Violence:
This is pretty much a vampire vs other supernatural creatures kinda story, so the violence is high. It nearly surpassed my limit, but if Trinity Blood scoots by, so does this. But be warned that there is a great deal of blood, bone crunching and threats of death.

Language:
The usual d-mns, sh-ts and b-stards. Nothing over the top, but definitely there.

Nudity:
Not much for this besides some skimpy outfits for the female villain.

Theology/mythology:
If vampires and such bug you, skip this OVA.

Personal impression:
This is probably one of the weirdest OVAs I’ve watched, not because of the content itself but because it’s essentially a promo for a webcomic. I know this can’t be the only OVA like this out there, but this is definitely the first one I’ve come across. And the fact that it’s a promo very much affected the whole experience. For one thing, the enemy in this episode had to be established and wrapped up all in 31 minutes (yeah, it’s a tad longer than a regular episode). So you can imagine how rushed this felt, including the set up of the MC getting attached to his human classmates. Considering how little time they had, I think they actually did a decent job. I felt that the MC really did care for his new friends and it made the fight at the end not only valid, but a bit exciting.
All that said, this definitely has a bunch of holes and the enemy pulling the strings is, of course, not taken care of. After all, you’re supposed to go to their website and read the comic to continue this story. And I was tempted to do so, although I have not done so simply due to not having the time for it. But, hey, the promo works. It made me want to read a comic, which was the whole point. Sooo…. Maybe you’d like this? If you like vampire series that, while not really unique in terms of ideas, are well written for what they are, this OVA might be a good start for your webcomic addiction.
But if you’re not a huge webcomic fan, this will seem more than a little rushed.

Personal rating: Young adult

Episodes: 1 (OVA)
Languages: Sub
Official rating: TV14
Genre(s): Action, supernatural
Company: LINE webtoons
Official streaming: Crunchyroll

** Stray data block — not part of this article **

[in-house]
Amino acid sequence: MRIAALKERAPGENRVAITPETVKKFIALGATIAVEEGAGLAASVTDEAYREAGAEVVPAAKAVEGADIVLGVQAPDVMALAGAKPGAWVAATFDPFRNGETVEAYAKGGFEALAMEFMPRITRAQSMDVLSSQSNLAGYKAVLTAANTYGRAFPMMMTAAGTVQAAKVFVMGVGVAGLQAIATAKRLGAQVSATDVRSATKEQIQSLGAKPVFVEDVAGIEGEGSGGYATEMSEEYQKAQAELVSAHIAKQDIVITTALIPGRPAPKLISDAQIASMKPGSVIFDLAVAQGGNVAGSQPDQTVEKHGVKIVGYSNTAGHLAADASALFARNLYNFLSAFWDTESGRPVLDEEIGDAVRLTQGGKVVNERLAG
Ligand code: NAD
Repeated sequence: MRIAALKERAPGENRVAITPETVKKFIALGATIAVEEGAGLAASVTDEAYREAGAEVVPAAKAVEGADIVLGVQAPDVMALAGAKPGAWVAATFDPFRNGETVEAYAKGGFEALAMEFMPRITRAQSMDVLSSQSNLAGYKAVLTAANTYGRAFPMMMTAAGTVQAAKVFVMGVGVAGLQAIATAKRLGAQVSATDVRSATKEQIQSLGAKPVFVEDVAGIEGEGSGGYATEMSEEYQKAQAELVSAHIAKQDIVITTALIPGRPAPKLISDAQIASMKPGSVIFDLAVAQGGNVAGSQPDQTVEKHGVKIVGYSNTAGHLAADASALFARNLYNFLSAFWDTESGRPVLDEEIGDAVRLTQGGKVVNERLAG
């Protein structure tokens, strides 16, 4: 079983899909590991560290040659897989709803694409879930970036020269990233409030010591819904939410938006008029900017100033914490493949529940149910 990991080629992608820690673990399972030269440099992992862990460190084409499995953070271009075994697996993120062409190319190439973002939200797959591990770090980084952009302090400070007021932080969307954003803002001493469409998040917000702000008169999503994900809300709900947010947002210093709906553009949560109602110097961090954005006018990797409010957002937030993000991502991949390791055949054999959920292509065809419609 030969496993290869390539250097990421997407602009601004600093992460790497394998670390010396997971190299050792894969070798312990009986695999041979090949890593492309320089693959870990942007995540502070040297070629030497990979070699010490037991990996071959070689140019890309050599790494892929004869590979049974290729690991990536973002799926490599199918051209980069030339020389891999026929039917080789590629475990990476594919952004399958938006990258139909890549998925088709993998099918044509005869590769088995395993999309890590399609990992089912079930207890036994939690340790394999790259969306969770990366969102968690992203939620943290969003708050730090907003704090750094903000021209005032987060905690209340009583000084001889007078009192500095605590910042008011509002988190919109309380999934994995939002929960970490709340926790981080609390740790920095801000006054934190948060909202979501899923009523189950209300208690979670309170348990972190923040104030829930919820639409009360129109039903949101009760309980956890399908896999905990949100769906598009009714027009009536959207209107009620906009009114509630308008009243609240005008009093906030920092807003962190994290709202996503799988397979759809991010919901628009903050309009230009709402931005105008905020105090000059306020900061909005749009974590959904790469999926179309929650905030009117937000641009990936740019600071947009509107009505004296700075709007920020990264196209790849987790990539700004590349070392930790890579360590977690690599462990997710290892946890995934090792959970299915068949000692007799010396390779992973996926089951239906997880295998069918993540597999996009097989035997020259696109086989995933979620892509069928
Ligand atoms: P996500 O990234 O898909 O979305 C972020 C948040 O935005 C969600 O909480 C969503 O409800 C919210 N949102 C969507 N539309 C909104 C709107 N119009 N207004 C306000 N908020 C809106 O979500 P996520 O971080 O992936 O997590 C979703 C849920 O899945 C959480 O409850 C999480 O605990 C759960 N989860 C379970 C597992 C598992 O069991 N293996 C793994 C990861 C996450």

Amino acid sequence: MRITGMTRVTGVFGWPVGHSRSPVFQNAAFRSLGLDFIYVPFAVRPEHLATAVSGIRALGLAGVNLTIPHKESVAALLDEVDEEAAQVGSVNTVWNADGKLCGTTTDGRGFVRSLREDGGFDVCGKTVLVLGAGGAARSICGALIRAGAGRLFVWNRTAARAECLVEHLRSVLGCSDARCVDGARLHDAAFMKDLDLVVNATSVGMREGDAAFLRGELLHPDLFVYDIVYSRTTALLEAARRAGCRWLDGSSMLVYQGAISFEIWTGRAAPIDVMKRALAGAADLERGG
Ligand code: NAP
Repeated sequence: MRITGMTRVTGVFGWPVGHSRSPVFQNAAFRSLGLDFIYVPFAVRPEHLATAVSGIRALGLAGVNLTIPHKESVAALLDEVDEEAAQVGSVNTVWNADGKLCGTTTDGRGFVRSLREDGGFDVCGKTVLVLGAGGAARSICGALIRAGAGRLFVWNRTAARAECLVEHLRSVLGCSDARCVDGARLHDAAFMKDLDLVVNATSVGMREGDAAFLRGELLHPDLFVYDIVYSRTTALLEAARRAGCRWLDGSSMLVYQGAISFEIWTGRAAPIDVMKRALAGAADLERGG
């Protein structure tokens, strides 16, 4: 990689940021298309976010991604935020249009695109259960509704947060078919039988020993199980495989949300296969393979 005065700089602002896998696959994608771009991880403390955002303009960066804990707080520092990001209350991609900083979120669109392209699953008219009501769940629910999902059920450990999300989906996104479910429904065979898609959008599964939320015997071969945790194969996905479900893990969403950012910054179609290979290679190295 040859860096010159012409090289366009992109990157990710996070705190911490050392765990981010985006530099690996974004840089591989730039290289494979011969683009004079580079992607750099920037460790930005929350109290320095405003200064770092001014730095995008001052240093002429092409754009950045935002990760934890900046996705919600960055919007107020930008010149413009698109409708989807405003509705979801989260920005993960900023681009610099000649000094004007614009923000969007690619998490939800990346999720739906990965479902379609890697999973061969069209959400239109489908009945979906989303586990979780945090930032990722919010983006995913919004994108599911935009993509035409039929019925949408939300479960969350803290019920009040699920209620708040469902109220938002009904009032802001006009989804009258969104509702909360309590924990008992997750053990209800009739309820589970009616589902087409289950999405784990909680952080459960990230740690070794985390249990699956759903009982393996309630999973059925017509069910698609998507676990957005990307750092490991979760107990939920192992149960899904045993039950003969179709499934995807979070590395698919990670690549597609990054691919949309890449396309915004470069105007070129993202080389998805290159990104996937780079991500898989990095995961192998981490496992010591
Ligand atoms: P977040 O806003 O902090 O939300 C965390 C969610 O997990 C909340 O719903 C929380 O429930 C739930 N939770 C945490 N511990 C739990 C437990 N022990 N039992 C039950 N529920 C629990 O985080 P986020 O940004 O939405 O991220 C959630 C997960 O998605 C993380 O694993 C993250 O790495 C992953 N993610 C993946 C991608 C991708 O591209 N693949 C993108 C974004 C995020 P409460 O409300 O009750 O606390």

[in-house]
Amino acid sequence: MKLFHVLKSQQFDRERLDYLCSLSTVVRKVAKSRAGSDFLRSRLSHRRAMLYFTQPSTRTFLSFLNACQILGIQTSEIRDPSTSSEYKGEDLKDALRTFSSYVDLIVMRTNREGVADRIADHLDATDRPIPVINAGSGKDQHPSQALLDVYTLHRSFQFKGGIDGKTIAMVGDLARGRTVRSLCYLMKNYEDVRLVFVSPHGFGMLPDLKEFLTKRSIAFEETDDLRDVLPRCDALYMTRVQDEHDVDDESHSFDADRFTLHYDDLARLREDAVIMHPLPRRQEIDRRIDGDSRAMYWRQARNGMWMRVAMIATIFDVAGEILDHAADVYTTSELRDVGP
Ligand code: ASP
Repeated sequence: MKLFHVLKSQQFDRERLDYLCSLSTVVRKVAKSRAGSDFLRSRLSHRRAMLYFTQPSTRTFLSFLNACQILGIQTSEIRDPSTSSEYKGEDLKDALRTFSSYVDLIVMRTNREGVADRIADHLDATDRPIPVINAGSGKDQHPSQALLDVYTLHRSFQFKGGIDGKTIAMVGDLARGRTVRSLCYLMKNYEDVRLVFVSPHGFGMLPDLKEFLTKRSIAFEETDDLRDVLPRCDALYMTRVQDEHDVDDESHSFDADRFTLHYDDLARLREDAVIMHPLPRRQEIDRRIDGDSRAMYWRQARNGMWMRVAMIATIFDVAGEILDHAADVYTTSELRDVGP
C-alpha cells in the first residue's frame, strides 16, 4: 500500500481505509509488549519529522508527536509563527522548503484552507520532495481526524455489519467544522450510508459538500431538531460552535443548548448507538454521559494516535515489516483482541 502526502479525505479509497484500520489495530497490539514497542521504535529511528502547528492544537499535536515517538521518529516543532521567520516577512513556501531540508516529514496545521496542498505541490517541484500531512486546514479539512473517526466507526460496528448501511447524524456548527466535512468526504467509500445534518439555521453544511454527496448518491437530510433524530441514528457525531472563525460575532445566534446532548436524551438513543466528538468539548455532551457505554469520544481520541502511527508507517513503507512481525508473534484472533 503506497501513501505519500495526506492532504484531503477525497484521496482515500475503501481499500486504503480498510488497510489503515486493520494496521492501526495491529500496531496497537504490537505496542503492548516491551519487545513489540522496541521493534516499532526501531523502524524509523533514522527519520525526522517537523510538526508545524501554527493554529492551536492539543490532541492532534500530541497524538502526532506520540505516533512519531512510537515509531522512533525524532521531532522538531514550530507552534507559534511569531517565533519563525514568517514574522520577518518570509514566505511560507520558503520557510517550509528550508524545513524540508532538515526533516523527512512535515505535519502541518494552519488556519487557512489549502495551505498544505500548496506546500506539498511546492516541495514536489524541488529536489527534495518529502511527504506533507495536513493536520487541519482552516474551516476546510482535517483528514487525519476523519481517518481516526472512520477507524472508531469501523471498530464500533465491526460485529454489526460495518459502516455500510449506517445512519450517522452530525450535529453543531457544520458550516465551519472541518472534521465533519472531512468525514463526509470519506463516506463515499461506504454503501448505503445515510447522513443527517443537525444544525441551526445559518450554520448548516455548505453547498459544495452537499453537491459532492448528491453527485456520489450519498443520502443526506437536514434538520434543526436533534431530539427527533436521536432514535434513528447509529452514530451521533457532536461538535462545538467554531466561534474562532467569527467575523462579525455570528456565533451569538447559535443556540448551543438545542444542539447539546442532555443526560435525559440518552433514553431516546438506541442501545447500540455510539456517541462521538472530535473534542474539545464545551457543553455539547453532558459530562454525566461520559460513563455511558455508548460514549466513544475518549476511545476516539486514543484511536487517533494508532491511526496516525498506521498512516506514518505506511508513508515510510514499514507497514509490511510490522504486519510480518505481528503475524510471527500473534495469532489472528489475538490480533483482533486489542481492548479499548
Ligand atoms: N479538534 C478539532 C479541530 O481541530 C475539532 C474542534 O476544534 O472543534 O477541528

Pokemon Origins Review

ptitleStory:
Red, a new pokemon trainer, sets out on a journey to help Professor Oak complete the pokedex. But he’s not alone. His rival, Blue, is out there for the same reason and he’s not an easy opponent to beat.

Violence:
Oddly, this little series has generally more violence than the first TV series. In only four episodes we see pokemon truly tackling and biting each other and the prospect of pokemon actually dying is addressed (to some extent). It’s nowhere near FMA levels, but it’s a tad darker than the Indigo League, that’s for sure.

Language:
Pretty clean overall here. Although the violence is higher, the language is like the first show. Pretty nonexistent.

Nudity:
Just like the language, this section really doesn’t have much to report. In fact, there’s really nothing at all to report here. A nice break, if you ask me.

Theology/mythology:
If the idea of ghosts isn’t your thing, it’s best to skip this little series. An actual ghost of a pokemon is heavily featured in one episode (and I don’t mean ghost “type” pokemon. I mean a pokemon that died and became a ghost. Which, when thought about too much, raises some disturbing questions about “ghost” types…).

Personal impression:
As someone who has never actually played the classic Pokemon console games before (I did play the TCG so lay off), I probably missed more than a few references to the original stories/missions. That said, I was surprised by how many in-jokes I did understand. Though likely that is due to how heavily internet memes feature Pokemon game jokes. Regardless, it was an interesting take. There was enough of the old series to make it familiar and yet plenty of new tones and elements to feel quite different. The music is decent, not quite as good as the first, but solid enough. The art is, understandably, better. Smoother and with far more detail. The only real downside? With only four episodes this series speeds by at an intense and pretty ridiculous pace. The last episode is especially rough and rushed. All in all, it’s far more of an ode to older fans of the games than it is a ply to bring in new fans.